Drinking water flushes out toxins
The body has a complex way that it removes toxins.
Essentially the liver breaks down toxic substances, the kidneys further filter them out, and you excrete the toxins through urine and stool which is the body’s ability to get them out of your body.
Water is a large component of pee. By drinking sufficient water, the body can flush out more toxins. If we have less toxins that can lead to less breakouts.
Drinking water can support immune function
The outermost layer of our skin, called the epidermis, provides a barrier between us and the outside environment (5).
It blocks some pathogens (germs) from getting in.
Water supports this process.
Our skin cells need water in order to function as a barrier.
If germs do get into our bodies, water is crucial for our immune system to fight them off. For example, immune system cells need water in order to travel through the body to get to the site of infection.
And then having enough water allow us to flush out the germs or toxins. By eliminating the toxins, we reduce inflammation.
This can lead to lower inflammation and less skin acne.
More research is needed in this area but you definitely want to consume enough water.
Water is good for our overall health
Water is so essential and should be in your diet every day.
It can affect your mood, energy levels, and overall health. It plays a central role skin health and maybe even reduced pimples.
As we said, water is necessary for the function of all of your cells.
It’s no wonder that when you don’t drink enough water, you feel tired, irritable, and maybe get a headache.
In fact, studies have shown that not drinking enough water caused decreased contendedness, calmness, positive emotions and vigor.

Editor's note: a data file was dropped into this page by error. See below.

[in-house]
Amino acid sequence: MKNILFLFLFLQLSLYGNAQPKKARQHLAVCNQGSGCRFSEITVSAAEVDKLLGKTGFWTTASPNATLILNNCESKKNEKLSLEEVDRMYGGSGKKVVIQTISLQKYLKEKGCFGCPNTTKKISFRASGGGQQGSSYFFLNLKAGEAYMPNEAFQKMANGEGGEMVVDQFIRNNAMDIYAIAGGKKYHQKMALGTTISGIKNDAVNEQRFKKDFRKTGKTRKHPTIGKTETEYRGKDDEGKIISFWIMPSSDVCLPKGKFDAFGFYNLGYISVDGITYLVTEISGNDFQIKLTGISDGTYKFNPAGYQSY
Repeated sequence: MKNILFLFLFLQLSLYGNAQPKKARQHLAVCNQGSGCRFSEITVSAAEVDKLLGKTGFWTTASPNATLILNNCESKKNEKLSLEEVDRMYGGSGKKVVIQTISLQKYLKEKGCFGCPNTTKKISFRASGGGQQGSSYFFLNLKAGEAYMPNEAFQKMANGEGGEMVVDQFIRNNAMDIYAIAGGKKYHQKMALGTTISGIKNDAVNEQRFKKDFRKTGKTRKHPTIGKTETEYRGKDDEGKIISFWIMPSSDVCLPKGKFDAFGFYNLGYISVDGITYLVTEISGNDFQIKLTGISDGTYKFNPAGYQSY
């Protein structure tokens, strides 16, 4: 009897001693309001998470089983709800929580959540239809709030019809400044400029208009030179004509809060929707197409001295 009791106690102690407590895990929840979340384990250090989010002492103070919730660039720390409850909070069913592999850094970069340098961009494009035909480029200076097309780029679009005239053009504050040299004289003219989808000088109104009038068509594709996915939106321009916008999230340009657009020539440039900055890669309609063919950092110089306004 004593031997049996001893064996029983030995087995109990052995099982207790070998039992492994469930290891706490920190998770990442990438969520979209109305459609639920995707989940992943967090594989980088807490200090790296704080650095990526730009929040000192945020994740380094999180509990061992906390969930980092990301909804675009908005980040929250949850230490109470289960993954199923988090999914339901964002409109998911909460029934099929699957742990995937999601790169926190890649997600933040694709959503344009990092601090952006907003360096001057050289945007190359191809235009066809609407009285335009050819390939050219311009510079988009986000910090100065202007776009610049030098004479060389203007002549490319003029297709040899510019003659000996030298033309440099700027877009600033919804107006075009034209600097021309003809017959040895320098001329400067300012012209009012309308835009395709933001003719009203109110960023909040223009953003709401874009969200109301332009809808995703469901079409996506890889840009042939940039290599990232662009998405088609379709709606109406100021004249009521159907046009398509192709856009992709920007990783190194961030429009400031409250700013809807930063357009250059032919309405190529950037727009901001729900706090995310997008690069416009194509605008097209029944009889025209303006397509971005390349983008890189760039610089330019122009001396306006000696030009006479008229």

Meanwhile, increasing water intake resulted in less sleepiness and improved mood (6).
How to increase water intake
If you currently don’t drink much water, maybe you start by adding a few bottles per day.
Yes, even if you’re not a big water drinker.
Then you can work it up to even more. Not drinking enough water can lead to dehydration which has negative consequences.
Some people complain that they don’t like the taste of water. Let’s face it, drinking plain water can be boring.
To spice things up, consider adding a slice of orange, lemon, or lime to your water. Short on time?
Spritz some lemon juice into your water.
And if you’re not a fan of lemon juice, you could even add strawberries, cucumber, or whatever else strikes your fancy.
If you go for a flavor powder, opt for a sugar-free one to prevent an insulin spike and sebum production.
How to tell if you’re drinking enough water?
First, always discuss this with a doctor.
A quick home tip is to look at the color of your pee. If it’s light yellow or close to clear, that indicates good water intake.
If it’s a more concentrated color like amber or darker, that may indicate dehydration or another medical condition (7).
We recommend discussing this with your doctor.
Does water clear acne: verdict
So does drinking water help with acne?
While researchers still haven’t found a direct link, sufficient water does support healthy skin function and overall health which in turn can reduce acne.
If you suffer from severe acne, then skin care products or a dermatologist can help. So can eating healthy foods, which includes water.
There’s no single recommendation for how much water to drink each day.
It’s dependent on your age, activity level, gender, and health.
For best results, drink water every day according to your personal needs.
Cheers! (with a glass of water, of course)
1. Popkin, Barry M et al. “Water, hydration, and health.” Nutrition reviews vol. 68,8 (2010): 439-58. doi:10.1111/j.1753-4887.2010.00304.x
2. Baldwin, Hilary, and Jerry Tan. “Effects of Diet on Acne and Its Response to Treatment.” American journal of clinical dermatology vol. 22,1 (2021): 55-65. doi:10.1007/s40257-020-00542
3. Palma, Lídia et al. “Dietary water affects human skin hydration and biomechanics.” Clinical, cosmetic and investigational dermatology vol. 8 413-21. 3 Aug. 2015, doi:10.2147/CCID.S86822
4. “Water and diabetes.” Diabetes.co.uk, Mar. 2019, www.diabetes.co.uk/food/water-and-diabetes.html.
5. Mojumdar, Enamul Haque et al. “Skin hydration: interplay between molecular dynamics, structure and water uptake in the stratum corneum.” Scientific reports vol. 7,1 15712. 16 Nov. 2017, doi:10.1038/s41598-017-15921-5
6. Pross, Nathalie et al. “Effects of changes in water intake on mood of high and low drinkers.” PloS one vol. 9,4 e94754. 11 Apr. 2014, doi:10.1371/journal.pone.0094754
7. “What the color of your pee says about you.” Cleveland Clinic, Sept. 2020, https://health.clevelandclinic.org/what-the-color-of-your-urine-says-about-you-infographic/